Accusing Comcast of abusing the agreement it made with the FCC and the Department of Justice when it purchased NBC-Universal, Public Knowledge filed a 28-page complaint this week with the FCC. It charges that the cable operator is excluding its Stream TV service from its own data cap.
“When Comcast bought NBC-Universal, both the FCC and Department of Justice recognized that Comcast could take steps to unfairly disadvantage online video. Among other things, both agencies prohibited Comcast from excluding its own services from data caps or metering, and required it to count traffic from competing online video services the same as its own,” John Bergmayer, senior staff attorney at Public Knowledge, says. “Comcast’s behavior violates the plain terms of its merger commitments.”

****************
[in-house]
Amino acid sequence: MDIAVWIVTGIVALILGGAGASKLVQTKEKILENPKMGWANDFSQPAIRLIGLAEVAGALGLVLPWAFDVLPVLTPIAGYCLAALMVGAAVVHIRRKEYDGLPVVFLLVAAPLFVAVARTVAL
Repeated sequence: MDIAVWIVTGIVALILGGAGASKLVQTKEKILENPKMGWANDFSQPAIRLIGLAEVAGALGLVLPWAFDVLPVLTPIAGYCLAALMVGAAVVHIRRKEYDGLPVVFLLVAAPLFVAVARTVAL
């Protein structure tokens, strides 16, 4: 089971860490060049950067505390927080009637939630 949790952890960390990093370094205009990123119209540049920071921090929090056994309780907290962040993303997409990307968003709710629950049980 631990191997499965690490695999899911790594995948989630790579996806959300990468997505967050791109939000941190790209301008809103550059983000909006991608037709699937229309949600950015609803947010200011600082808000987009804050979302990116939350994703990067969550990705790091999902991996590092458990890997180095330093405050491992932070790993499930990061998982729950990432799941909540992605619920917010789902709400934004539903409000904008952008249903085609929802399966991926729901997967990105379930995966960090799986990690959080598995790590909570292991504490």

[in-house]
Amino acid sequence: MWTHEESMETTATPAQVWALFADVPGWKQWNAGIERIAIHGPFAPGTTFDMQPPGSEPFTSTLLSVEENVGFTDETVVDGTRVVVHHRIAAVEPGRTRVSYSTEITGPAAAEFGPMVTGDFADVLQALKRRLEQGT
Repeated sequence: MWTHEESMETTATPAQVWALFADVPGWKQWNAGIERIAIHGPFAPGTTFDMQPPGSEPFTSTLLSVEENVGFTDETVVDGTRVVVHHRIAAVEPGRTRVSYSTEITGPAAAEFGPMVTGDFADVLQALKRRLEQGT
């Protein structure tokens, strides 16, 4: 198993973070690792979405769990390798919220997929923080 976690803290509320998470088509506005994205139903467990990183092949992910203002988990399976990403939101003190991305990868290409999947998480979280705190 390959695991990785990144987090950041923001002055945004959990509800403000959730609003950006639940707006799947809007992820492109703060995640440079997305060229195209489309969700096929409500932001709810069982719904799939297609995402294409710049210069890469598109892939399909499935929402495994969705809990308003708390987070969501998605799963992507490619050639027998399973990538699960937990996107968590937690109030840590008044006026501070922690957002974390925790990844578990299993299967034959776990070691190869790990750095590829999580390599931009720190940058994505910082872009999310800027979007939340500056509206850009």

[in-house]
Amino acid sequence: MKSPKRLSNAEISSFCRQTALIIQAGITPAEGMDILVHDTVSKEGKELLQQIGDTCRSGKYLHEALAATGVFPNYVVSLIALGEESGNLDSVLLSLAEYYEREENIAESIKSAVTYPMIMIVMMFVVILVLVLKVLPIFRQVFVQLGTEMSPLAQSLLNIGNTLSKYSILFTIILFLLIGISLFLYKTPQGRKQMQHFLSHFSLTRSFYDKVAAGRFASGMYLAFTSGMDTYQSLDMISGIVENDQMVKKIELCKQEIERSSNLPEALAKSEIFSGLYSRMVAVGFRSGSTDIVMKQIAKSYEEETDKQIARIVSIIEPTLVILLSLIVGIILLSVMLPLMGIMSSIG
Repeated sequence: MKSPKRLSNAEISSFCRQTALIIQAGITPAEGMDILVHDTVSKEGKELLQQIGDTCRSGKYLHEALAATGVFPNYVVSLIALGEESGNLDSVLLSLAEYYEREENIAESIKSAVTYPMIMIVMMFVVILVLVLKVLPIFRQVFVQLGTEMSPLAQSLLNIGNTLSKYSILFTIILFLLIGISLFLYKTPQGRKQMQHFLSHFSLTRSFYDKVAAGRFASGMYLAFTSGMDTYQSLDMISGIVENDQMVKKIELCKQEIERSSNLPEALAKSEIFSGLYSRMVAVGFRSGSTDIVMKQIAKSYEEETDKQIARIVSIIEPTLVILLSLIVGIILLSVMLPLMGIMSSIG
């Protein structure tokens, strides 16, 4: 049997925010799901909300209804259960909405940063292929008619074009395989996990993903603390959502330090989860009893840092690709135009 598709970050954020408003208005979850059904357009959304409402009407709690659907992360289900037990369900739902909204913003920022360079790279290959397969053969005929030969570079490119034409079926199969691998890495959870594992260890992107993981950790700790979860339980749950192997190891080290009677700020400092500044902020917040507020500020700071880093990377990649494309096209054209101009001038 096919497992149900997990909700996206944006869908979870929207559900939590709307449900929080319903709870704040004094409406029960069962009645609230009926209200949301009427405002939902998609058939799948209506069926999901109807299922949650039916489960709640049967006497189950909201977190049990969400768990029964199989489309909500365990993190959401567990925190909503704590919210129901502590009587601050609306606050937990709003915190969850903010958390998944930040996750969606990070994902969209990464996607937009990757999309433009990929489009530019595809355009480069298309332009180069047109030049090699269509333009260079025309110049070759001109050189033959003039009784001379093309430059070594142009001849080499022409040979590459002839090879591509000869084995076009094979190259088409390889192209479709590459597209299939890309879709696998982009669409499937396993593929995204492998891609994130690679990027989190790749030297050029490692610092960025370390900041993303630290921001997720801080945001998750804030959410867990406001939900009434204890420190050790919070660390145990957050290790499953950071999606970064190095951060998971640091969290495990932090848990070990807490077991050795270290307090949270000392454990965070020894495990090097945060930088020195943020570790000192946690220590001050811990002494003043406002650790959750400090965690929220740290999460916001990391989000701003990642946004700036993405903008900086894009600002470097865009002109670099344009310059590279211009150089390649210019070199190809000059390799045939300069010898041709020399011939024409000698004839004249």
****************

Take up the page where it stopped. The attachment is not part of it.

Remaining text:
Bergmayer charges that Comcast could potentially cause fewer online video choices, while “increasing its dominance as a video gatekeeper.”
“If its behavior persists, prices will go up, the number of choices will go down, creators will have a harder time reaching an audience, and viewers will have a harder time accessing diverse and independent programming,” he concludes.
Comcast unveiled beta testing of the streaming TV service last July, and hasn’t been elusive about openly stating that since its Stream service does not go over the Internet, it can’t be disobeying rules that only apply to Internet content.
In its FAQ section about Stream, one of the questions Comcast addresses is “Will Stream TV use data from my XFINITY Internet monthly data usage allowance?”
The answer: “No, Stream TV is an in-home cable service delivered over Comcast’s cable system, not over the Internet. Therefore, Stream TV data usage will not be counted towards your XFINITY Internet monthly data usage.”
And in a widely referenced recent statement from Comcast, the company reiterates: “Customers do not access Stream TV through their broadband service. Period. Public Knowledge saying so over and over does not make it so.”
Filed Under: Industry regulations